We pursue our goal by educating the leaders of tomorrow, conducting research that leads to innovative energy solutions, and engaging with decision makers in the public and private sectors to turn this knowledge into practice.

Our approach transcends political ideology.

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Can Coal Come Back?

President Donald Trump said he was helping the coal industry with an executive order instructing regulators to rewrite key rules reducing U.S. carbon emissions and other environmental regulations from the Obama administration. Brian Murray, director of the Environmental Economics Program at Duke University's Nicholas Institute for Environmental Policy Solutions, tells the Longview News Journal that utilities "are not going to flip on a dime and say now it's time to start building a whole bunch of coal plants because there's a Trump administration."

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Building a Blue Economy in North Carolina

The ocean economy contributed $2.1 billion and 43,385 jobs to North Carolina’s economy in 2013, according to a new report by North Carolina Sea Grant and Duke University’s Nicholas Institute for Environmental Policy Solutions. Ocean and coastal resources played an even larger role in the state’s coastal counties, providing 6.5 percent of gross domestic product, or GDP, and supporting 13 percent of employment. And according to “North Carolina’s Ocean Economy: A First Assessment and Transitioning to a Blue Economy” report co-author Tibor Vegh, these figures are most likely low. “Our estimates represent a snapshot in time only for the sectors where we could find economic data,” Vegh, a policy analyst with the Nicholas Institute, tells CoastWatch.

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Duke Delays Asking Trustees for Vote on Power Plant

Plans for a gas-turbine power plant at Duke University ran into another delay Tuesday, with administrators saying they’ll hold off on asking campus trustees to green-light the $55 million project, reports the Herald Sun. The decision, announced by Executive Vice President Tallman Trask, means soon-to-depart Duke President Richard Brodhead’s staff “will not be bringing a proposal forward for approval by the [trustees] in May.” That likely means future deliberations on the project will unfold after incoming President Vince Price takes over for Brodhead on July 1. Tuesday’s announcement coincided with the release of a campus study group’s report, led by Nicholas Institute director Tim Profeta, advising Duke officials to assess whether there are “sufficient volumes of biogas”—captured waste gas from hog farms, as opposed to natural gas extracted from wells—to fuel the turbine and make it carbon-netural in its first year in service.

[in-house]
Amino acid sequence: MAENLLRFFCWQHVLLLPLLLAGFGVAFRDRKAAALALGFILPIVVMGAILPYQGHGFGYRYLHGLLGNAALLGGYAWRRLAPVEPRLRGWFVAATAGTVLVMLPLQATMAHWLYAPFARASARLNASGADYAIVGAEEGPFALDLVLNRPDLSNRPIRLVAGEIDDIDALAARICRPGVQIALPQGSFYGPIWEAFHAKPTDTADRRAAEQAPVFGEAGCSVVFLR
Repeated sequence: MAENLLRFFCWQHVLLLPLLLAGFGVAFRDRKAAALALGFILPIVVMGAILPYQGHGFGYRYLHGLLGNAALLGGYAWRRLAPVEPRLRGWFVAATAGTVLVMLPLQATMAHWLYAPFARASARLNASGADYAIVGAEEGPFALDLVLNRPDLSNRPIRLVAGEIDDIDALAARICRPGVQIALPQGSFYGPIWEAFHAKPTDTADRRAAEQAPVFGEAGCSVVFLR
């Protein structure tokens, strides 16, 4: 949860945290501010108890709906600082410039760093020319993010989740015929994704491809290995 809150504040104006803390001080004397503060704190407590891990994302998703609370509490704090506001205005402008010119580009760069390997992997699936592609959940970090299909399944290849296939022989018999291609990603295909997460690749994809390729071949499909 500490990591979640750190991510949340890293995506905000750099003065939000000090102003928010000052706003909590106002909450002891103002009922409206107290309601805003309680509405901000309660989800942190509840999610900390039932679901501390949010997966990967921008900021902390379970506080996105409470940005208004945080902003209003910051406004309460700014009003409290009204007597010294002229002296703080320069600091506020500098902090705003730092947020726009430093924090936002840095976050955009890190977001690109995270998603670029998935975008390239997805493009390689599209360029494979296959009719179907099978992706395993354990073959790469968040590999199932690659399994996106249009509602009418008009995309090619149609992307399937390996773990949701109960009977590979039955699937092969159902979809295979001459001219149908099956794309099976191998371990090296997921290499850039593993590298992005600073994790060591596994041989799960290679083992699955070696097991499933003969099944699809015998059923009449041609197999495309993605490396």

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University Tables Proposal for Power Plant after Campus Committee Releases Evaluation Report

Duke University has delayed a decision on whether to build a power plant on campus after heavy criticism of the proposal and a recent report issued by a subcommittee of the Campus Sustainability Committee led by Tim Profeta, director of the Nicholas Institute for Environmental Policy Solutions, provided in-depth evaluation of the construction of the proposed plant. After receiving it, Duke indicated it would not bring the proposal to the Board of Trustees in May, and that deliberations will continue into later semesters.